Trouble below the surface
Gov. John Hickenlooper wants a state water plan in place by next year that addresses the anticipated gap between statewide supply and demand.
As a result, roundtables for each of Colorado’s nine river basins are developing their own basin implementation plans, which reflect discussions about in-stream flows, conservation measures, increased storage capacity and diversions (or opposition to them), to name just a few themes.
Basically, Colorado is pulling together a picture of how water flows from mountaintop to the state line in all directions. These basin implementation plans will then be incorporated into Colorado’s Water Plan so that water managers and residents can understand at both the basin and statewide level how Colorado’s water needs will be addressed.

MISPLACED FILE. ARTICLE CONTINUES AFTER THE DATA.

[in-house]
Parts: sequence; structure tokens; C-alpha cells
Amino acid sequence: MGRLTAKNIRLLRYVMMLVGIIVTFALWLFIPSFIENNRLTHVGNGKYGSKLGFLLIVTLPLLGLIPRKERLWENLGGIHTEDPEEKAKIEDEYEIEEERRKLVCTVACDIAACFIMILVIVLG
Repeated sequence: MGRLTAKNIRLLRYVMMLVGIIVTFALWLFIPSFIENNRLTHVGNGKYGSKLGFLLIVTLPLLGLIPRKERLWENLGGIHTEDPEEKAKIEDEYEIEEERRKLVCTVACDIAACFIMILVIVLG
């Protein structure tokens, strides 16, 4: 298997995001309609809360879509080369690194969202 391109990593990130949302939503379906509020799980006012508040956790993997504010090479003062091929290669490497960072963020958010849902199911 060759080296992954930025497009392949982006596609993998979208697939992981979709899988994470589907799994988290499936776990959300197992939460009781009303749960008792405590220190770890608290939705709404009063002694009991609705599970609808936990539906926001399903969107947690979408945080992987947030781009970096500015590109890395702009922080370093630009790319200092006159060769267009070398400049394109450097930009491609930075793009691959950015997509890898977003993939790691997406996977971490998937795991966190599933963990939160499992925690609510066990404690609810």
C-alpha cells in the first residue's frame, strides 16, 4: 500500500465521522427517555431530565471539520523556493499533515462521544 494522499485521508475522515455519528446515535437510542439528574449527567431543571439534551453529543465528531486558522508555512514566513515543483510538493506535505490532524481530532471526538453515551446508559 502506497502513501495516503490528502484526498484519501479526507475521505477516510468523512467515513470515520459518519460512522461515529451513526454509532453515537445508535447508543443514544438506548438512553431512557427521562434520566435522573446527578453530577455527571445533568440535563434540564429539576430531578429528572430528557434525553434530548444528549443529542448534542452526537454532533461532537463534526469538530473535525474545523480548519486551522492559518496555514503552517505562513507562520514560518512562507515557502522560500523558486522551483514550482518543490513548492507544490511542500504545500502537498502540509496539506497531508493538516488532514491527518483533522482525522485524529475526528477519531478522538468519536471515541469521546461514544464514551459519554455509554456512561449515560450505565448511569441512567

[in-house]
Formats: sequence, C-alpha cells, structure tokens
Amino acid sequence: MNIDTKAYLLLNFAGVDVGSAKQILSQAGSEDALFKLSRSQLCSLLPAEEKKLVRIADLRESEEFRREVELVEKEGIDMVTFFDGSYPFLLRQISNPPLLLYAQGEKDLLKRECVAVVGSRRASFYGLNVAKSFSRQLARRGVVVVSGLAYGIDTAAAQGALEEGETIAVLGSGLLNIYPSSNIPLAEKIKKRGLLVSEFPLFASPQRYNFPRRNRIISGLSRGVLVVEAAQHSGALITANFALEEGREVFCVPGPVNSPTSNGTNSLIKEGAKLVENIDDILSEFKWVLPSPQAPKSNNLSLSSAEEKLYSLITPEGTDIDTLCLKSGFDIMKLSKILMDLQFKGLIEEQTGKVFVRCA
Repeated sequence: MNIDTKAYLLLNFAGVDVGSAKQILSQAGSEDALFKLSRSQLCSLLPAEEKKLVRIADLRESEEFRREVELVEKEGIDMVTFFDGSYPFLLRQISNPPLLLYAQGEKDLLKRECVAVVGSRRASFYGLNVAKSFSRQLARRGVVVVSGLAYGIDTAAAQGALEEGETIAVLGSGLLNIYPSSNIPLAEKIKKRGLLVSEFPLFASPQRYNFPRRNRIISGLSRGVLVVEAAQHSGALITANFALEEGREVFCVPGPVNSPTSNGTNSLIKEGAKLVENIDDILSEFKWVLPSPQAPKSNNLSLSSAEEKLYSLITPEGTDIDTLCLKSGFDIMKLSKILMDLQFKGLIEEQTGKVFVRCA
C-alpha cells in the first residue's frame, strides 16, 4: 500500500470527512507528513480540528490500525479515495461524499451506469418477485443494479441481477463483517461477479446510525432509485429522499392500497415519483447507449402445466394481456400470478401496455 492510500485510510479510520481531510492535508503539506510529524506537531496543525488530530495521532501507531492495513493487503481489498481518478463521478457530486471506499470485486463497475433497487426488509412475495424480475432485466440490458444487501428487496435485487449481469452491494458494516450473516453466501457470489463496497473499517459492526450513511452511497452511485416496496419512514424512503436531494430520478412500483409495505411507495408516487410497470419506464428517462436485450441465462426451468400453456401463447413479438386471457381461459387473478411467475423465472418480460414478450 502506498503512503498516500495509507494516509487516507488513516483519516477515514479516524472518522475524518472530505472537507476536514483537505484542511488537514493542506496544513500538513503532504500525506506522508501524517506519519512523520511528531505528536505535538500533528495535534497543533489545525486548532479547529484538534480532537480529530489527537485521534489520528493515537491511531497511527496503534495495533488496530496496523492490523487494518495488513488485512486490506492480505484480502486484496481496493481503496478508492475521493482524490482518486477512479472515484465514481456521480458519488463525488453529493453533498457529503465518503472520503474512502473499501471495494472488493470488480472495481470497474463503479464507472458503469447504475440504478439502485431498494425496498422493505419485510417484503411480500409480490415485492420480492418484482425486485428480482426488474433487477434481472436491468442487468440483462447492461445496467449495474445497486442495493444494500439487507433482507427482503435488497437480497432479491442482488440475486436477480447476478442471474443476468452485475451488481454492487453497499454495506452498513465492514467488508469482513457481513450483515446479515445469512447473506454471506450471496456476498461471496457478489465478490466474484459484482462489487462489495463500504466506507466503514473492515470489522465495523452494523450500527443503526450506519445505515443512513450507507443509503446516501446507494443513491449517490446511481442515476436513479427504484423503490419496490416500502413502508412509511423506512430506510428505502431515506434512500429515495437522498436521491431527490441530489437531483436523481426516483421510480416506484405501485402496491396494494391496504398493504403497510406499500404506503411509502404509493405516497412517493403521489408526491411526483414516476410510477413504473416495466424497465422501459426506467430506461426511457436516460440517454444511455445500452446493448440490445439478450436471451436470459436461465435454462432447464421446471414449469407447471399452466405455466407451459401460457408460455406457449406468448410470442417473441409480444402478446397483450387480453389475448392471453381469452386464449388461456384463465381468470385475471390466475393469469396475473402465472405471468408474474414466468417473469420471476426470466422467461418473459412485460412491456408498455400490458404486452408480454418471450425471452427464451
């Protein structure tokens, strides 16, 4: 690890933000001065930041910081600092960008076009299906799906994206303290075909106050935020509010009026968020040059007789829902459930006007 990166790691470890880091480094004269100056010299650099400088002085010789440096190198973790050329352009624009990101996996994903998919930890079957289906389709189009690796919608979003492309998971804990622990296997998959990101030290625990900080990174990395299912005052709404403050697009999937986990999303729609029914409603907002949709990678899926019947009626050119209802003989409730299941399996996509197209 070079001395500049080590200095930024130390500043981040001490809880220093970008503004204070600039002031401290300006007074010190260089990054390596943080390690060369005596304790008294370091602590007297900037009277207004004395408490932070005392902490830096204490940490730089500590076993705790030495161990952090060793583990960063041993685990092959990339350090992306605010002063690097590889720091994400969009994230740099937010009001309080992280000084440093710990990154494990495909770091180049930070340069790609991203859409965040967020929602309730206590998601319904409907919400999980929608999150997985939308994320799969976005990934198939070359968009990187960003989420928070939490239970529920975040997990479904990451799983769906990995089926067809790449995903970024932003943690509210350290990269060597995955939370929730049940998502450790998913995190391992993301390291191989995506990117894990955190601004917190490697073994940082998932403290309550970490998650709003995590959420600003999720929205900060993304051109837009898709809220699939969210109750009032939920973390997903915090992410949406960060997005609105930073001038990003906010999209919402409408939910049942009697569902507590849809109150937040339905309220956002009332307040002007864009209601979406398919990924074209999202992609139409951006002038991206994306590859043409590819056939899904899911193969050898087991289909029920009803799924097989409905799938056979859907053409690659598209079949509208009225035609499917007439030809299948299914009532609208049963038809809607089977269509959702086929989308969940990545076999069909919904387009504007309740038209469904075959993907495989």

Meanwhile, as the Sentinel’s Gary Harmon reported Friday, a satellite study indicates that the multi-state Colorado River Basin has lost nearly 41 million acre-feet of fresh groundwater since 2004, mainly due to unregulated drilling of water in California.
That’s a staggering sum. It represents more than half of the upper basin’s obligation to deliver 75 million acre-feet to the lower basin over 10 years. Meeting that obligation provides little, if anything to divert to the Front Range. Which means Denver can thank Los Angeles for its water woes.